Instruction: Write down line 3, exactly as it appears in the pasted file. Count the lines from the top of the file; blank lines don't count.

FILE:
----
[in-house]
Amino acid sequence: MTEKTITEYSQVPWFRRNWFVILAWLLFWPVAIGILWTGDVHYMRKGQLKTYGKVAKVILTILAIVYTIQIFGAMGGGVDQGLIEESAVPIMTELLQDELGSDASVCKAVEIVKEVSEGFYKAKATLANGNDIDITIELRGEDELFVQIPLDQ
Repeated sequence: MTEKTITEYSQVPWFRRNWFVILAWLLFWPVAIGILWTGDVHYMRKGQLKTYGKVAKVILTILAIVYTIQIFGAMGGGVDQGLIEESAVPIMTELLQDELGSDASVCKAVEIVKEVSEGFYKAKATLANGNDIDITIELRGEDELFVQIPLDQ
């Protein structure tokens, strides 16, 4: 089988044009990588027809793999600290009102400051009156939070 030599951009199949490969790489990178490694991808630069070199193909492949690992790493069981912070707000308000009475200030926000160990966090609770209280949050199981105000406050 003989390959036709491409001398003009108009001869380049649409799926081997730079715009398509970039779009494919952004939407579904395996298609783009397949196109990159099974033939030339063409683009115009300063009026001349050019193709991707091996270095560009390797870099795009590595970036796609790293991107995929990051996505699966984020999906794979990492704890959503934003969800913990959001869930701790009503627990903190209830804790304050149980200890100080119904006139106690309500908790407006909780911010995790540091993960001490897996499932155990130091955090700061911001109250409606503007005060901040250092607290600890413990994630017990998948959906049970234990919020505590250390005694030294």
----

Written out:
Repeated sequence: MTEKTITEYSQVPWFRRNWFVILAWLLFWPVAIGILWTGDVHYMRKGQLKTYGKVAKVILTILAIVYTIQIFGAMGGGVDQGLIEESAVPIMTELLQDELGSDASVCKAVEIVKEVSEGFYKAKATLANGNDIDITIELRGEDELFVQIPLDQ